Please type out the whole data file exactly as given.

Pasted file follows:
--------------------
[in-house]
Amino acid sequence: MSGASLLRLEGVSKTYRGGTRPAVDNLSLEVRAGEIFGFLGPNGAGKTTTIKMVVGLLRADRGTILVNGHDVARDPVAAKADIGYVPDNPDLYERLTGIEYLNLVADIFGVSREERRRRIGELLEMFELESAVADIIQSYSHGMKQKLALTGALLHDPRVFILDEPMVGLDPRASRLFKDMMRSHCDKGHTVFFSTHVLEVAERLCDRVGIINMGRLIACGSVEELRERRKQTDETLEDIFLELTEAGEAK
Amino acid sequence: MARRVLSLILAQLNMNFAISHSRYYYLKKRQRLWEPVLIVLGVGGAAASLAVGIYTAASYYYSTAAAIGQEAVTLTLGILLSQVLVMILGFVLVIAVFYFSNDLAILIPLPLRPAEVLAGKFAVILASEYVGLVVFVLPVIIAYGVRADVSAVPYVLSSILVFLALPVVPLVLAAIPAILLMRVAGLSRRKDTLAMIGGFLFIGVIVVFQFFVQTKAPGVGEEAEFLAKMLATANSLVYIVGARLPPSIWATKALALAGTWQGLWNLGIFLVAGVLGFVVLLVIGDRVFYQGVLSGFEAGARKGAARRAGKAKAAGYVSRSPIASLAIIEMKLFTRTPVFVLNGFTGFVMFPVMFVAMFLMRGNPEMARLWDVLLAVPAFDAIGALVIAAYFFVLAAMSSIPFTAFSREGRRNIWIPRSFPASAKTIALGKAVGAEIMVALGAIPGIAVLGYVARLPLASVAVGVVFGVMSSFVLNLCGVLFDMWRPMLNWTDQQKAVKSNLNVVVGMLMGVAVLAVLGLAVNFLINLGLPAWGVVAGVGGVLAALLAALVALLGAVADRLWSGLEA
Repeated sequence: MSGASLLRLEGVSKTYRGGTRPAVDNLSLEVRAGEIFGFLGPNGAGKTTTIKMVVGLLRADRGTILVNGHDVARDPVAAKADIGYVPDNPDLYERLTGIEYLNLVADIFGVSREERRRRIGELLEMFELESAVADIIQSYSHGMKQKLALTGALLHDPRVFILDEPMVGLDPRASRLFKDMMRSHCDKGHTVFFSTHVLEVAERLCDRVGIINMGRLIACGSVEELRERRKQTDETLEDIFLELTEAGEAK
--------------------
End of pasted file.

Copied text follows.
[in-house]
Amino acid sequence: MSGASLLRLEGVSKTYRGGTRPAVDNLSLEVRAGEIFGFLGPNGAGKTTTIKMVVGLLRADRGTILVNGHDVARDPVAAKADIGYVPDNPDLYERLTGIEYLNLVADIFGVSREERRRRIGELLEMFELESAVADIIQSYSHGMKQKLALTGALLHDPRVFILDEPMVGLDPRASRLFKDMMRSHCDKGHTVFFSTHVLEVAERLCDRVGIINMGRLIACGSVEELRERRKQTDETLEDIFLELTEAGEAK
Amino acid sequence: MARRVLSLILAQLNMNFAISHSRYYYLKKRQRLWEPVLIVLGVGGAAASLAVGIYTAASYYYSTAAAIGQEAVTLTLGILLSQVLVMILGFVLVIAVFYFSNDLAILIPLPLRPAEVLAGKFAVILASEYVGLVVFVLPVIIAYGVRADVSAVPYVLSSILVFLALPVVPLVLAAIPAILLMRVAGLSRRKDTLAMIGGFLFIGVIVVFQFFVQTKAPGVGEEAEFLAKMLATANSLVYIVGARLPPSIWATKALALAGTWQGLWNLGIFLVAGVLGFVVLLVIGDRVFYQGVLSGFEAGARKGAARRAGKAKAAGYVSRSPIASLAIIEMKLFTRTPVFVLNGFTGFVMFPVMFVAMFLMRGNPEMARLWDVLLAVPAFDAIGALVIAAYFFVLAAMSSIPFTAFSREGRRNIWIPRSFPASAKTIALGKAVGAEIMVALGAIPGIAVLGYVARLPLASVAVGVVFGVMSSFVLNLCGVLFDMWRPMLNWTDQQKAVKSNLNVVVGMLMGVAVLAVLGLAVNFLINLGLPAWGVVAGVGGVLAALLAALVALLGAVADRLWSGLEA
Repeated sequence: MSGASLLRLEGVSKTYRGGTRPAVDNLSLEVRAGEIFGFLGPNGAGKTTTIKMVVGLLRADRGTILVNGHDVARDPVAAKADIGYVPDNPDLYERLTGIEYLNLVADIFGVSREERRRRIGELLEMFELESAVADIIQSYSHGMKQKLALTGALLHDPRVFILDEPMVGLDPRASRLFKDMMRSHCDKGHTVFFSTHVLEVAERLCDRVGIINMGRLIACGSVEELRERRKQTDETLEDIFLELTEAGEAK